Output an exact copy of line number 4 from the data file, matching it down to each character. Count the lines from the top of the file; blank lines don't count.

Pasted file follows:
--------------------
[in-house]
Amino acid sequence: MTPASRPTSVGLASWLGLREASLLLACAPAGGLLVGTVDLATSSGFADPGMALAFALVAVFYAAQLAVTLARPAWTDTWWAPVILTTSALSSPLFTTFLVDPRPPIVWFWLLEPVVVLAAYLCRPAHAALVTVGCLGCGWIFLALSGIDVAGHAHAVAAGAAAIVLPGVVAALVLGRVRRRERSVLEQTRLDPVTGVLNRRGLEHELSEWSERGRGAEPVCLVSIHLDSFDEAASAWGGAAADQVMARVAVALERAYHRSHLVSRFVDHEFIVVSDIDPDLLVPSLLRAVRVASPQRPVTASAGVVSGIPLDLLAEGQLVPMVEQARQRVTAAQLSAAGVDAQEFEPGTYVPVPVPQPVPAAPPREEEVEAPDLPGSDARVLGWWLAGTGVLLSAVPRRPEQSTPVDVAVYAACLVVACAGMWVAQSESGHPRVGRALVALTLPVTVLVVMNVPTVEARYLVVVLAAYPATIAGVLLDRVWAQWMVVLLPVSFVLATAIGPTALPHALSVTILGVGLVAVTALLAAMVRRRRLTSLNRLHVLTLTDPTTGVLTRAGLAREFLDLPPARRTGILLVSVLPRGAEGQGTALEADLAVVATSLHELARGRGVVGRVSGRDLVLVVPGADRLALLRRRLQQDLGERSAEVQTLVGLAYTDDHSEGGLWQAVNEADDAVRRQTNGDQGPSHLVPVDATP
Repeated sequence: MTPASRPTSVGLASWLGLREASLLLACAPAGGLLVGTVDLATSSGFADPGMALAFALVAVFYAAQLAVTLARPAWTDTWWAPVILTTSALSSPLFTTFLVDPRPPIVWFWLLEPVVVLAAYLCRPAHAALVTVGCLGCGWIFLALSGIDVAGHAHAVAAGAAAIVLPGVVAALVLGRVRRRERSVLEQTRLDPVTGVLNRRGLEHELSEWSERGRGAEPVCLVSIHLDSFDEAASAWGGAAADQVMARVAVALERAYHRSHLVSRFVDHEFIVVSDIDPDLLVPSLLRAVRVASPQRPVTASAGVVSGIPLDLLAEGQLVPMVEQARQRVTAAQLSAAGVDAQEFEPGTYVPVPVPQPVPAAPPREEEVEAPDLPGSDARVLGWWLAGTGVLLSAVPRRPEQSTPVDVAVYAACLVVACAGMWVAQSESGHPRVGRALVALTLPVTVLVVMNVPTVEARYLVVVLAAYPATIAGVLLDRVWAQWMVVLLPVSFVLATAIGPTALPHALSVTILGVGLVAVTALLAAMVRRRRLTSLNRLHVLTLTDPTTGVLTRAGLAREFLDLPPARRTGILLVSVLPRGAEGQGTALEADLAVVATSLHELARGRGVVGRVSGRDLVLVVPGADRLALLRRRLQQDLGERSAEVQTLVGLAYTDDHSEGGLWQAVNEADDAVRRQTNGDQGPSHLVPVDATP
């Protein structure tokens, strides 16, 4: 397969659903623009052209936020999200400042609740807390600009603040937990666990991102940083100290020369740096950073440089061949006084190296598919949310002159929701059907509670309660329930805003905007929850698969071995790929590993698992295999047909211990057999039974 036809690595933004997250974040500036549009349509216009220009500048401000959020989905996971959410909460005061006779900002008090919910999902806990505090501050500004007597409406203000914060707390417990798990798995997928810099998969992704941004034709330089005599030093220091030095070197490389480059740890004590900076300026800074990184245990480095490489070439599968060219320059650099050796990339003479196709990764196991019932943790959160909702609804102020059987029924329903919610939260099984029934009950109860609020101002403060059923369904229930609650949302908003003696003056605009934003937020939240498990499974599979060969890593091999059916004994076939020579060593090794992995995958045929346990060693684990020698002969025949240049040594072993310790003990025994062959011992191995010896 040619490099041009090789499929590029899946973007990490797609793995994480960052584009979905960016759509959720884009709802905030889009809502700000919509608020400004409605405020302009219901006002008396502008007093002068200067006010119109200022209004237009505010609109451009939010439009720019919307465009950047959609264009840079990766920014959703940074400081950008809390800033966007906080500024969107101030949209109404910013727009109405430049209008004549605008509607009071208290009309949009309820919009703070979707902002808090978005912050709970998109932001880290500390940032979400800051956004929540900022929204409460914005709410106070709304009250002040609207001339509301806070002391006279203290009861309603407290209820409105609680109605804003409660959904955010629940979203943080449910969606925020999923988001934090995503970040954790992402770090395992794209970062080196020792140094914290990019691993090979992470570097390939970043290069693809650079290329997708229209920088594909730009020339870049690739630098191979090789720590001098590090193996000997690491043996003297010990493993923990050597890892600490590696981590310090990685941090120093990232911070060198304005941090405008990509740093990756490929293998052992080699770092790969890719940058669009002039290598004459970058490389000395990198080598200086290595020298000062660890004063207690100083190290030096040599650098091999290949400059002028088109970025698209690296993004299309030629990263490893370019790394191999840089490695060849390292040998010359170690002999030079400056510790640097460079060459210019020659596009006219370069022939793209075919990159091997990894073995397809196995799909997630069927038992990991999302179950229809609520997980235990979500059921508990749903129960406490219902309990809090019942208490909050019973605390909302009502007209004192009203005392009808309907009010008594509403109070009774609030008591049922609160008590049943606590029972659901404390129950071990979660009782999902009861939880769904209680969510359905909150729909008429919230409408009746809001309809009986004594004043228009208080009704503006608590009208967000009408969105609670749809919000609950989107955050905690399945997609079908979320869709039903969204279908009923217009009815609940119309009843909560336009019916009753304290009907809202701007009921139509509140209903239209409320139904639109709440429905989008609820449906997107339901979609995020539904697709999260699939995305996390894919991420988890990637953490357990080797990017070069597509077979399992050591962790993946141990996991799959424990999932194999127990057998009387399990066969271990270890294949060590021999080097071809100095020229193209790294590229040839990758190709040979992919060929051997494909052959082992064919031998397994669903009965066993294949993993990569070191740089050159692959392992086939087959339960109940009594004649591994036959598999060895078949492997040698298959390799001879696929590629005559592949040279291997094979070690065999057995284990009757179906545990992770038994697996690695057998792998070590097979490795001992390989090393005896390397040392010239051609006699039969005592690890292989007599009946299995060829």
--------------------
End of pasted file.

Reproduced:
């Protein structure tokens, strides 16, 4: 397969659903623009052209936020999200400042609740807390600009603040937990666990991102940083100290020369740096950073440089061949006084190296598919949310002159929701059907509670309660329930805003905007929850698969071995790929590993698992295999047909211990057999039974 036809690595933004997250974040500036549009349509216009220009500048401000959020989905996971959410909460005061006779900002008090919910999902806990505090501050500004007597409406203000914060707390417990798990798995997928810099998969992704941004034709330089005599030093220091030095070197490389480059740890004590900076300026800074990184245990480095490489070439599968060219320059650099050796990339003479196709990764196991019932943790959160909702609804102020059987029924329903919610939260099984029934009950109860609020101002403060059923369904229930609650949302908003003696003056605009934003937020939240498990499974599979060969890593091999059916004994076939020579060593090794992995995958045929346990060693684990020698002969025949240049040594072993310790003990025994062959011992191995010896 040619490099041009090789499929590029899946973007990490797609793995994480960052584009979905960016759509959720884009709802905030889009809502700000919509608020400004409605405020302009219901006002008396502008007093002068200067006010119109200022209004237009505010609109451009939010439009720019919307465009950047959609264009840079990766920014959703940074400081950008809390800033966007906080500024969107101030949209109404910013727009109405430049209008004549605008509607009071208290009309949009309820919009703070979707902002808090978005912050709970998109932001880290500390940032979400800051956004929540900022929204409460914005709410106070709304009250002040609207001339509301806070002391006279203290009861309603407290209820409105609680109605804003409660959904955010629940979203943080449910969606925020999923988001934090995503970040954790992402770090395992794209970062080196020792140094914290990019691993090979992470570097390939970043290069693809650079290329997708229209920088594909730009020339870049690739630098191979090789720590001098590090193996000997690491043996003297010990493993923990050597890892600490590696981590310090990685941090120093990232911070060198304005941090405008990509740093990756490929293998052992080699770092790969890719940058669009002039290598004459970058490389000395990198080598200086290595020298000062660890004063207690100083190290030096040599650098091999290949400059002028088109970025698209690296993004299309030629990263490893370019790394191999840089490695060849390292040998010359170690002999030079400056510790640097460079060459210019020659596009006219370069022939793209075919990159091997990894073995397809196995799909997630069927038992990991999302179950229809609520997980235990979500059921508990749903129960406490219902309990809090019942208490909050019973605390909302009502007209004192009203005392009808309907009010008594509403109070009774609030008591049922609160008590049943606590029972659901404390129950071990979660009782999902009861939880769904209680969510359905909150729909008429919230409408009746809001309809009986004594004043228009208080009704503006608590009208967000009408969105609670749809919000609950989107955050905690399945997609079908979320869709039903969204279908009923217009009815609940119309009843909560336009019916009753304290009907809202701007009921139509509140209903239209409320139904639109709440429905989008609820449906997107339901979609995020539904697709999260699939995305996390894919991420988890990637953490357990080797990017070069597509077979399992050591962790993946141990996991799959424990999932194999127990057998009387399990066969271990270890294949060590021999080097071809100095020229193209790294590229040839990758190709040979992919060929051997494909052959082992064919031998397994669903009965066993294949993993990569070191740089050159692959392992086939087959339960109940009594004649591994036959598999060895078949492997040698298959390799001879696929590629005559592949040279291997094979070690065999057995284990009757179906545990992770038994697996690695057998792998070590097979490795001992390989090393005896390397040392010239051609006699039969005592690890292989007599009946299995060829």